Falling Short on Flavors and Focus
Too many items, not enough expertise
By Megan Reneau
The first time I went to StreetFood Asia was about a year and a half ago. A friend and I dropped in because we got some coupons while we were at ABQ Pride Fest and decided to give it a try. It was memorable because of what we talked about, but that was it. I realized that I had high hopes for the restaurant because when I went there with my friend, it was great because I was spending time with a loved one. Although, I did remember that there were plenty of options for the both of us.
The menu at StreetFood Asia is expansive, there are at least four options to change any of the main dishes, plus they advertise being able to cook a lobster a million (or 18) different ways. I like the idea of having plenty of options but after they’re presented to me, it gets overwhelming. Growing up in a world with too many options has taught me how to be decisive and firm, so I had no problem choosing what I wanted for my meals.
I sampled a lot of starter, or small plates, as they call them at StreetFood Asia. The beef bulgogi ($10) was contained in a beautiful, sticky and doughy bun, the beef medium-well done and kimchi dressing sweetly topped the small sandwich. I had the pineapple and mango stuffed tofu ($10) next and I've got to say, it could have been better. The tofu was grilled on the outside to a near crisp and the inside was soft and rubbery, as if it hadn't been cooked at all. The mango was sliced, you can't go wrong there, but there was no pineapple to be found. There may have been a spicy pineapple sauce that decorated the bottom of the plate with the expectation that it would be absorbed into the tofu, but it couldn't because the outside was too crisp. Nothing was seasoned in the dish, so the mango had to provide all the flavor.
After that I decided to try the small plate sampler ($20) which seemed like the best option to try as many appetizers as possible. The cream cheese wonton was very crispy and the cheese delightfully soft. Next I sampled the Kuala Lumpur Street coconut chicken satay, which reminded me of a small-town diner's chicken fried steak, only cut in half and put on a stick. It was elastic, difficult to pull apart and had no seasoning. After that I decided to just go through all the stick foods on the plate; the Kuala Lumpur Street tofu satay was cooked much more evenly than the other tofu dish I had and was covered in a spicy pineapple sauce and the Kuala Lumpur Street portobello satay was dripping with how much liquid it held, but was otherwise unremarkable. The Bangkok Street grilled pork spare ribs were difficult to get all of the meat off the bone but were decent because they were slathered in a mostly sweet sweet and sour sauce. Finally, the pork bao bun was what I expected, the surrounding bun soft, stretchy and sweet, and filled with a sauce containing bits of soft pork.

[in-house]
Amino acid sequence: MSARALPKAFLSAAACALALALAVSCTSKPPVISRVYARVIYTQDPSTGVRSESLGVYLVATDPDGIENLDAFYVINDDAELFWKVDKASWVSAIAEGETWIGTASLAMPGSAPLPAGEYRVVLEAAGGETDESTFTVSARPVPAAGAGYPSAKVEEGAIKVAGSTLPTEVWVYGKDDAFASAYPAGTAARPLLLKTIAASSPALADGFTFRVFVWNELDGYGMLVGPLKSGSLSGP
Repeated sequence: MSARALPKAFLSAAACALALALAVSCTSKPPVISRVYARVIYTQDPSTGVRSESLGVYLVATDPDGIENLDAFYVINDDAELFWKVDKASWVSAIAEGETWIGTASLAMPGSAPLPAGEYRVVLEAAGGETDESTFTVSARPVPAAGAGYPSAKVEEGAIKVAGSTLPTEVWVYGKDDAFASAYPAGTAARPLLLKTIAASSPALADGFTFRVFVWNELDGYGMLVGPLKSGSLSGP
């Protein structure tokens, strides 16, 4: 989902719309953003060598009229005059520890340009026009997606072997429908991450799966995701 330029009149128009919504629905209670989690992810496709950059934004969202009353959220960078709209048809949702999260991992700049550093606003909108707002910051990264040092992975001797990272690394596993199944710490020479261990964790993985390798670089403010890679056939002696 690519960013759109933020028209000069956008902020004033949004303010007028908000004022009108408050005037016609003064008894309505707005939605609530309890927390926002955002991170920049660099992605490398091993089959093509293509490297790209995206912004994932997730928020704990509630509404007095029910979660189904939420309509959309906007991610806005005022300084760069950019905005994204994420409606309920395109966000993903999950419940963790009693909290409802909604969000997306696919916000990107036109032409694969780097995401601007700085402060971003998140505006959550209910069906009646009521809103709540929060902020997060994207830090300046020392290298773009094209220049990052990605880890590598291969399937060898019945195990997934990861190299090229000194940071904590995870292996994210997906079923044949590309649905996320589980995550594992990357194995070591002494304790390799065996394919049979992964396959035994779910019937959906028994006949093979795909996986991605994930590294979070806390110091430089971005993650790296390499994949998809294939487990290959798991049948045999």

Next I sampled the Kuala Lumpur Street coconut chicken satay, which reminded me of a small-town diner's chicken fried steak, only cut in half and put on a stick. It was elastic, difficult to pull apart and had no seasoning.
I tried two main dishes—the Seoul Street chap chae and Saigon Street crispy noodles, both amply portioned with the house meats, which happened to be shrimp and beef. The chap chae was drenched in a watered down soy sauce and peanut butter sauce. The vegetables were steamed well and bursting with juices in each bite. The beef was wonderfully tender and the shrimp was conveniently de-tailed and deveined and surprisingly fibrous. The cellophane noodles were long, tender and plentiful. The crispy noodles were just that—crispy. I loved the crunch, but aside from that I found the whole dish very bland—from the steamed vegetables to the gravy-like sauce. My partner confirmed my thoughts with his observation that nothing was seasoned, making each part of the meal quite dull.
The service, though, was fantastic. The hostess and waitress were incredibly personable and excellent in their service. We talked about school and the hostess told me that in addition to working on her Bachelor's for political science, she's working two jobs. I remember when I went there with my friend a year and a half ago, I thought the service was rather remarkable then, as well. Our server, though not talkative, was attentive and brought us free sweets after our meal.
After having been around for so long and having such an expansive menu, one would think that the food would be prepared better, or at least with more expertise. Perhaps StreetFood Asia should consider whittling their menu down a bit, if not for the ease of the average customer, then to give their cooks a chance to really master more than a couple of dishes.
3422 Central SE
Hours: Sun-Thu 11am-9pm, Fri-Sat 11am-10pm
Vibe: Colorful and family-friendly
Alibi Recommends: Vegetable bao, any sampler plate and plum oolong tea
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